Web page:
This post was written for the Christchurch Connected Educators blog as part of Connected Educators Month of October 2015. You can read the original post here.
Mystery Skype is a fun activity being played by classrooms all over the world and presents a fantastic opportunity for students to become “global citizens” as they meet other students from around the country and globe. On their website, it is described as:
Mystery Skype is an educational game, invented by teachers, played by two classrooms on Skype. The aim of the game is to guess the location of the other classroom by asking each other questions.
The St Andrew’s College Preparatory School has completed many Mystery Skype sessions now, ranging from students in Year 3 through to Year 8 and the students always thoroughly enjoy the challenge of guessing the location of the other classroom. So far we have played with schools in:
- Australia (Tasmania, Victoria, New South Wales and Queensland)
- USA (Oklahoma, Alabama, California, Delaware)
- Russia (Sakhalin Island)
Given the time zone of New Zealand, there are many parts of the world where it is virtually impossible to connect (although check out this Skype we did with the Viking Museum in York, where students came before breakfast to connect)
It’s interesting seeing how different teachers have prepared their students to play Mystery Skype – the American schools often have very formalised “jobs” where some students are researchers, others are questioners, whilst others hold up signs confirming if a question was answered correctly or not. Ultimately, it’s up to each teacher how they choose to play, but preparing students to think about how to ask effective closed questions is critical since answers can only be “yes” or “no”.
The temptation for students to zoom in and ask very detailed questions is almost overwhelming. For example, given the amount of American and Australian television we have in New Zealand our students can guess the accent of the students very quickly, but they tend to then ask very narrow questions such as “Are you in Los Angeles?” or “Are you in Sydney?” Teaching the effective use of atlases is really helpful and can then lead to more useful questions such as:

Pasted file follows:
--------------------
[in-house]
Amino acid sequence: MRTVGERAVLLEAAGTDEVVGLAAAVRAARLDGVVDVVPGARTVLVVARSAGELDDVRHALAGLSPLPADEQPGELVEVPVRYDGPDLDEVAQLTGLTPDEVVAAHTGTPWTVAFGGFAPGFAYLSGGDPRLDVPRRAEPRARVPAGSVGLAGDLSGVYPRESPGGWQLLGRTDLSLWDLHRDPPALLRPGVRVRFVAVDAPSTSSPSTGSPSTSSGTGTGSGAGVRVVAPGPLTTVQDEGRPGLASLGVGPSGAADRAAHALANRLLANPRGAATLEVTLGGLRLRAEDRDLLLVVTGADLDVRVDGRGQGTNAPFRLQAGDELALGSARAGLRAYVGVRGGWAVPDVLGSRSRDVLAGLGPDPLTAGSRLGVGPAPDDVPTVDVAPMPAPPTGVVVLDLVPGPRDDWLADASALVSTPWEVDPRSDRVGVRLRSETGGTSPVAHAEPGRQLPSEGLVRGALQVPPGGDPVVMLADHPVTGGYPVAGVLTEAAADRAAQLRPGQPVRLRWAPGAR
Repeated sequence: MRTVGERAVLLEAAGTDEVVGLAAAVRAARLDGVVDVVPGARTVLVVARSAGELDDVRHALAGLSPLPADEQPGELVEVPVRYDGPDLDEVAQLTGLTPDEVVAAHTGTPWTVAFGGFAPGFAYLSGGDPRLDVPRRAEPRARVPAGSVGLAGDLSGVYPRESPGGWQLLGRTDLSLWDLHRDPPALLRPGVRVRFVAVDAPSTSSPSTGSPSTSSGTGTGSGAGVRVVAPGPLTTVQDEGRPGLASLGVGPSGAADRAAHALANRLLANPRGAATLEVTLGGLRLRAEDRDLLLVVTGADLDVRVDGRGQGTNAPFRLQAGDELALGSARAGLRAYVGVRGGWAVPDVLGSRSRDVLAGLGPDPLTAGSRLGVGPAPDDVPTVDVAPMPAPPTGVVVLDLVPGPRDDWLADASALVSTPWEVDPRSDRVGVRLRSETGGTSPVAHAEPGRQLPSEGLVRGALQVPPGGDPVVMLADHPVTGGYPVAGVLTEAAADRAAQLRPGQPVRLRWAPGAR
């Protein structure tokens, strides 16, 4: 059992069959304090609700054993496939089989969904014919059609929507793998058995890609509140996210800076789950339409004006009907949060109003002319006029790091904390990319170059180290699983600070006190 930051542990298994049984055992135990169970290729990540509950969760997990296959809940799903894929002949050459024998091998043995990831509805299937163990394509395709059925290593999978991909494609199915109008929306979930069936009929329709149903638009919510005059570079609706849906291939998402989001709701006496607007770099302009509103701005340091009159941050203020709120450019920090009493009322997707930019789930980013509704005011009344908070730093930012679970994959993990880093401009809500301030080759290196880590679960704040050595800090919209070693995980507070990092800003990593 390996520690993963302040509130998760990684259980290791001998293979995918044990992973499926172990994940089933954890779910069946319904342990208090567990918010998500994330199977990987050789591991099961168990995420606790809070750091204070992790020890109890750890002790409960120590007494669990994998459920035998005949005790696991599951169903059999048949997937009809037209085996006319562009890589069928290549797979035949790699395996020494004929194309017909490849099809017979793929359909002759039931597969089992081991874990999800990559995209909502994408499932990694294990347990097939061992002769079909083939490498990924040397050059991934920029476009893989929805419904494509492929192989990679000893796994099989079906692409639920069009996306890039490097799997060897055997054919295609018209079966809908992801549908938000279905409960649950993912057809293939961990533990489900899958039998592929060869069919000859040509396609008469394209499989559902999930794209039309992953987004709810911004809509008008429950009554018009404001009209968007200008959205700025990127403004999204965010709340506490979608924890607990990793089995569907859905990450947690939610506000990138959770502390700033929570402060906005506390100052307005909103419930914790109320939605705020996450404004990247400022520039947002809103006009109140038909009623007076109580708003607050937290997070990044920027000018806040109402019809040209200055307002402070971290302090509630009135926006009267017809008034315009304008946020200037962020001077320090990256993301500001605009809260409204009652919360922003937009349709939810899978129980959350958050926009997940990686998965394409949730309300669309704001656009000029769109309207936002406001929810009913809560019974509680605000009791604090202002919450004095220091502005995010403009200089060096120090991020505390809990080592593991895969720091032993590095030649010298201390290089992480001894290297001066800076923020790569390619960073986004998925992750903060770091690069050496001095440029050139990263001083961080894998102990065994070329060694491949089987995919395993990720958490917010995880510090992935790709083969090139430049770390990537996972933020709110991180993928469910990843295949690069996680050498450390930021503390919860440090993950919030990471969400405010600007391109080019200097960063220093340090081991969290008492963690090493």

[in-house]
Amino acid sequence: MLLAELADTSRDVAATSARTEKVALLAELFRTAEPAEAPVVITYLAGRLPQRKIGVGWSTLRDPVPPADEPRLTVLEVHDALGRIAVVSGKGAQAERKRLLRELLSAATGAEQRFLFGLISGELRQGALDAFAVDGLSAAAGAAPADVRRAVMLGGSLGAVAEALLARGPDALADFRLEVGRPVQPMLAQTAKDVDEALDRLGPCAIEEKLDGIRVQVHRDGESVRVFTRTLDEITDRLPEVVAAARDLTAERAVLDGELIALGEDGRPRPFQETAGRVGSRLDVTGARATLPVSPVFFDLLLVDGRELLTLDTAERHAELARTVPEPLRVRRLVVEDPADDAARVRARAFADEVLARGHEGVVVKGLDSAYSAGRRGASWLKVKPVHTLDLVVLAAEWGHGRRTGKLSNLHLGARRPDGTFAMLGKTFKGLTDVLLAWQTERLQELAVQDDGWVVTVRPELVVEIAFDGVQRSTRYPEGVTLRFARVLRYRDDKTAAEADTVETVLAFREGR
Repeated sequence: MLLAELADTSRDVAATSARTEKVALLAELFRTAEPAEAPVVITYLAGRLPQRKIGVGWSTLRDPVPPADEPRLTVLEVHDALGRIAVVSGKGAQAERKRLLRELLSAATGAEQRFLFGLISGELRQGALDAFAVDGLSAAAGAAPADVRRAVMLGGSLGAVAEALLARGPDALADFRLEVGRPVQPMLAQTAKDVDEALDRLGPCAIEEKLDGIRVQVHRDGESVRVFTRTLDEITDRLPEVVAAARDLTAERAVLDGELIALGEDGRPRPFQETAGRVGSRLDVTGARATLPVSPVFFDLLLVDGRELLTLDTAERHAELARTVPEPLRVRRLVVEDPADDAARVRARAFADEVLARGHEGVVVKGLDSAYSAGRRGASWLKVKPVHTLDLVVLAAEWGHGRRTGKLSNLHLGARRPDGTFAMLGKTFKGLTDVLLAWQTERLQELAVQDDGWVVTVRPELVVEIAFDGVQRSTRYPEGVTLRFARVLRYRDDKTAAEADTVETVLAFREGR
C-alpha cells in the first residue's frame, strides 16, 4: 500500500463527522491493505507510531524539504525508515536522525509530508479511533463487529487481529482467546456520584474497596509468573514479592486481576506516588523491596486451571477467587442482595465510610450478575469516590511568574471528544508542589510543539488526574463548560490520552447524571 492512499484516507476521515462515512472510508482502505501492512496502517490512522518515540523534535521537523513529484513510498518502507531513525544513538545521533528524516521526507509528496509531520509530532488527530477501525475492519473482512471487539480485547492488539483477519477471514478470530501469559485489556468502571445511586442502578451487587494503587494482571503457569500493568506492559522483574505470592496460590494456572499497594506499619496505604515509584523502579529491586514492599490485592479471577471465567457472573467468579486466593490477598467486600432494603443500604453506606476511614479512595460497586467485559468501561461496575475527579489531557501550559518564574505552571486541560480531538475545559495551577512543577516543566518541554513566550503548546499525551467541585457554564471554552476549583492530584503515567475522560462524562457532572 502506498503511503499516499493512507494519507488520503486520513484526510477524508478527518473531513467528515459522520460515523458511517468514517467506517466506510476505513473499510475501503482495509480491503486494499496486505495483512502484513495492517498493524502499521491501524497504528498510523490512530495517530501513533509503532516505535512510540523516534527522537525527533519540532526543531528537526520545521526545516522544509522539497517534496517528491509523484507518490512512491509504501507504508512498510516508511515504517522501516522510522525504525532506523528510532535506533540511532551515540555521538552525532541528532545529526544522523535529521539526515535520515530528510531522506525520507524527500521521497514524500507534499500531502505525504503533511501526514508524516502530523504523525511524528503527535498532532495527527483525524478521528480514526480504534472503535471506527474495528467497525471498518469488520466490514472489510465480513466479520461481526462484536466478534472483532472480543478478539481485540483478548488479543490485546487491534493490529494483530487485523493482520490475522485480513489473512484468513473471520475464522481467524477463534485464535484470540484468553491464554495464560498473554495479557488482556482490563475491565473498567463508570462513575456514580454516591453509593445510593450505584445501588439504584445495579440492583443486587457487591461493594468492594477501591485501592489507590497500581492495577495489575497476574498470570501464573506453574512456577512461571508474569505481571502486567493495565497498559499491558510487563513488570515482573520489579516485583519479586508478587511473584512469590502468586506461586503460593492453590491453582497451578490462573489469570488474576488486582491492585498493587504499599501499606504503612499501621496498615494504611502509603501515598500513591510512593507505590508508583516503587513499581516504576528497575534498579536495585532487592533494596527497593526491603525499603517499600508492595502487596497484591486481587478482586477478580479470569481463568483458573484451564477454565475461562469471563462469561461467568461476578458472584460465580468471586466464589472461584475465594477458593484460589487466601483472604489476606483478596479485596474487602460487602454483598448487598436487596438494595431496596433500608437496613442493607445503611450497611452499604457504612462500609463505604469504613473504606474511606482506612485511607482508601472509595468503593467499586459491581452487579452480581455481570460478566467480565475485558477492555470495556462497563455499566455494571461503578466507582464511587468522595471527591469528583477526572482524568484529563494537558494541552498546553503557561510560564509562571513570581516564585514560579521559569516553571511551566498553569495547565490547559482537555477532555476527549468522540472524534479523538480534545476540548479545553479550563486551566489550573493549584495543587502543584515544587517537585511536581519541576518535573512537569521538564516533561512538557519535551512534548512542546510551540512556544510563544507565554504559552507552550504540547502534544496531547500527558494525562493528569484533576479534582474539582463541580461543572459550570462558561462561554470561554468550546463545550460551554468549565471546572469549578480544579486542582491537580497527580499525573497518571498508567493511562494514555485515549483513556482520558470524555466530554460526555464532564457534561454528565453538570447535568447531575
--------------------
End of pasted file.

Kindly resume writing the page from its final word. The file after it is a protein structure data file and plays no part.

- Are you landlocked?
- Are you north of the equator?
- Are you on the West Coast?
One of the real privileges I have had helping classes with Mystery Skype is the sharing of Māori culture with other schools that may never have seen any aspects of it before. The students in our Preparatory School jump at the opportunity to sing waiata and perform the College haka and invariably the students overseas love it:
Mr Craig Kemp, the teacher at the school in Singapore and an ex-pat Kiwi, tweeted the view from his classroom:
Another amazing Mystery Skype - this time we were WOWed by a haka from @samuelmcneill school and @pmu16 thank you! http://t.co/wcVQ1WwO2A—
Craig Kemp (@mrkempnz) November 06, 2014
Mystery Skype is a fun way to connect with classes all over the world and I would really encourage you to give it a go. It is easy to find other classes thanks to the Mystery Skype website and our experience has been the other teachers are thrilled to find classes in New Zealand because they are often “so far away.” Once a connection is made, it is fun to then re-connect and ask questions of the other class for curriculum related topics e.g. if you’re studying weather patterns or transport, why not Skype that class in the US and find out their experiences or views on these things? Finally, Mystery Skyping is contagious – once classes find out their friends in different classes have done it, they start asking their own teacher to get involved. Have fun!